Skip to Content
News & Analysis at your fingertips.

We use a range of cookies to give you the best possible browsing experience. By continuing to use this website, you agree to our use of cookies.
You can learn more about our cookie policy here, or by following the link at the bottom of any page on our site. See our updated Privacy Policy here.

Free Trading Guides
Please try again

Live Webinar Events


Economic Calendar Events


Notify me about

Live Webinar Events
Economic Calendar Events






More View More
FOMC Fails to Re-Fire the Dollar Drive; but the Attention is on Trump

FOMC Fails to Re-Fire the Dollar Drive; but the Attention is on Trump

Forecast for USD Next Week: Neutral

This week saw a heavy inclusion of U.S. drivers come-in to global capital markets, and this was somewhat to be expected for a week that had both the Federal Reserve and Non-Farm Payrolls on the calendar. But, what was perhaps most relevant to USD prices this week was something that few, if anyone, was expecting, and that’s the volatility around the executive order signed by President Trump last weekend around immigration. In what has widely become known as ‘the immigration ban,’ a lot of confusion populated headlines and global markets alike, with the net impact being USD-weakness as questions abound regarding continuation potential of ‘the Trump Trade’.

After gapping-lower to start the week, the Dollar’s bearish price action continued all the way into Wednesday, at which point a brief amount of support showed-up ahead of the Fed. But this meeting did little to re-fire hopes for any near-term rate hikes as the bank made only slight modifications from their previous statement that was issued in December. But what was perhaps most intriguing wasn’t what was in that statement: It’s what wasn’t there; and that’s acknowledgement of the continued improvement in U.S. data that’s shown-up on the back of hope around ‘Trumponomics’. Deductively, this gives the appearance that the Fed isn’t making any huge plans for fiscal stimulus taking over economic growth anytime soon, nor was there any enhanced-need to look at tighter policy options in the near-term. This led into Non-Farm Payrolls which, like Wednesday’s FOMC event, was rather muted. The headline print was a very positive +227k jobs added to American payrolls; but wage growth was lacking with a print of 2.5% (well-below the expectation for wage growth of 2.7%, annualized) while the unemployment rate increased to 4.8% (versus prior and expectation of 4.7%).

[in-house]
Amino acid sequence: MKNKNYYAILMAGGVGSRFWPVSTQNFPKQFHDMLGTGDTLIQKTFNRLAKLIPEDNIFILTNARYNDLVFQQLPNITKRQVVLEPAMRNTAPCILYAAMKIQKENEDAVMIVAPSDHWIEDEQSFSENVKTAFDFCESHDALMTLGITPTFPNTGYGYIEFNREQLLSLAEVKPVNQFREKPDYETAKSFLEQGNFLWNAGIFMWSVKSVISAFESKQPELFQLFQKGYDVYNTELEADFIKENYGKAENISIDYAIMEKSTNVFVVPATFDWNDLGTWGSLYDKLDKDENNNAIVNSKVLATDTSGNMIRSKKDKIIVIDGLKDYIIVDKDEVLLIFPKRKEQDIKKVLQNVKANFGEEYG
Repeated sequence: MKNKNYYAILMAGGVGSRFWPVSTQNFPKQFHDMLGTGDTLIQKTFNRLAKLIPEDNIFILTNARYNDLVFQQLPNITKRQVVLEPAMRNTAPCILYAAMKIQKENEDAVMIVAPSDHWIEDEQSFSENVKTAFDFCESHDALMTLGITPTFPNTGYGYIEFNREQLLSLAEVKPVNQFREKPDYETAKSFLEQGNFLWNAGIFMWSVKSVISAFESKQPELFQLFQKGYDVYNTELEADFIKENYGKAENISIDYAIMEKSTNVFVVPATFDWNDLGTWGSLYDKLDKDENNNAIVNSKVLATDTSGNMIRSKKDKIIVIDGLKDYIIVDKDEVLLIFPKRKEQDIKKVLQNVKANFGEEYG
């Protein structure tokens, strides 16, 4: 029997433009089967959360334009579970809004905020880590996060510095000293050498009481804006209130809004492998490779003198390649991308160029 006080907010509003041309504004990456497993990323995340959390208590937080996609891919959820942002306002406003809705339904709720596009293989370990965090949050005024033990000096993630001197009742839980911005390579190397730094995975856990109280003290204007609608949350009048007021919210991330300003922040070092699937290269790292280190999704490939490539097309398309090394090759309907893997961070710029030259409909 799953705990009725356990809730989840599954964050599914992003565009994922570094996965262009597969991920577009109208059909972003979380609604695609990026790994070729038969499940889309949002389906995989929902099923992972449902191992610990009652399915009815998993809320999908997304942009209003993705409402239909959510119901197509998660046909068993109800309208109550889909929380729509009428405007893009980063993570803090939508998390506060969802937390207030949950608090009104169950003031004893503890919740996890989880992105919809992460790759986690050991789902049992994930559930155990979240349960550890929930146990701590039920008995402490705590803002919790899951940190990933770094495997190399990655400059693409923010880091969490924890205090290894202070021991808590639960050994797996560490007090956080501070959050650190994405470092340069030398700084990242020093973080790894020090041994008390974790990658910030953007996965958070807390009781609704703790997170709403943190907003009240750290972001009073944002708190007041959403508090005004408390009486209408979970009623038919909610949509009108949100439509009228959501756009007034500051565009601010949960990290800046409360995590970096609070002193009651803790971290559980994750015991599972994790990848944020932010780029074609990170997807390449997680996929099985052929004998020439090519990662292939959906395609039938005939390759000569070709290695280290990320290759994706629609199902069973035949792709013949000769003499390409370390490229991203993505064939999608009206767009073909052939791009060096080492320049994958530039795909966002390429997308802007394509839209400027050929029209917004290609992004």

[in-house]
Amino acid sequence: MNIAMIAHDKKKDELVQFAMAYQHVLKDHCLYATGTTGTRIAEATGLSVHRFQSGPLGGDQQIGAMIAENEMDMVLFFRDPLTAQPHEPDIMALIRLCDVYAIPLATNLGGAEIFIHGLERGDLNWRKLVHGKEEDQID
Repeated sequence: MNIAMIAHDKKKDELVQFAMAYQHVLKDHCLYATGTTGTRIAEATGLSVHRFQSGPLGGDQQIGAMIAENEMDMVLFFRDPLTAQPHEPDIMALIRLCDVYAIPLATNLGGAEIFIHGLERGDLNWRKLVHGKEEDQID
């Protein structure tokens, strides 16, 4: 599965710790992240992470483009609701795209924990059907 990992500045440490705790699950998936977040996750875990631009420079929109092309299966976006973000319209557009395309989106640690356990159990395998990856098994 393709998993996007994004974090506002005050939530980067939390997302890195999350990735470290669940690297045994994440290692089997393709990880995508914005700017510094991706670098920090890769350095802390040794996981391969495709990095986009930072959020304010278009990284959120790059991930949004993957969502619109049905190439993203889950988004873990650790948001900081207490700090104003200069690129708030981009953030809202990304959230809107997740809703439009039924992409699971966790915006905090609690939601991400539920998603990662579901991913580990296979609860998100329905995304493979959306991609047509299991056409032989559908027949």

Next week’s calendar for the U.S. Dollar is back-loaded with notable events on Thursday and Friday. On Thursday, FOMC voting member Charlie Evans gives a speech in Chicago at 1:10 PM, just after a speech at the CFA institute at Noon on the same day. Mr. Evans is a noted dove on the Federal Reserve, and perhaps even the most dovish voting member at the moment, so expecting any hawkish language here could be setting up for disappointment. And then on Friday, we get University of Michigan Consumer Confidence. But what may be most relevant to U.S. Dollar price action throughout next week will likely be the same factor that’s stolen the world’s attention of recent, and that is President Donald Trump.

At this current juncture, it can be difficult to associate President Trump for anything but bearish connotations in the U.S. Dollar. Most insinuations from him or his team have indicated that they’d prefer a weaker Dollar; ranging from the points of conversation on ‘currency manipulation’ by trade partners to directly calling the Euro over-valued. But on top of that, this inclusion of a new risk factor with the heavy amount of attention that it elicits could make the substantiation of any new bullish trends challenging, at best. The one factor that can significantly turn this around is the Federal Reserve and their quest to continue normalizing interest rate policy, which they clearly did not want to do this week given the lack of acknowledgement of any recent improvement in economic data or market performance. But this can begin shifting slowly, just as we saw in Q3 of last year as the bank prepared for their December move.

The forecast for the U.S. Dollar will remain as neutral for the week ahead. While near-term price action is bearish, the longer-term up-trend and justification for such continues to exist as the U.S. is still one of the few developed global economies even debating the prospect of higher rates at the moment. –js

DailyFX provides forex news and technical analysis on the trends that influence the global currency markets.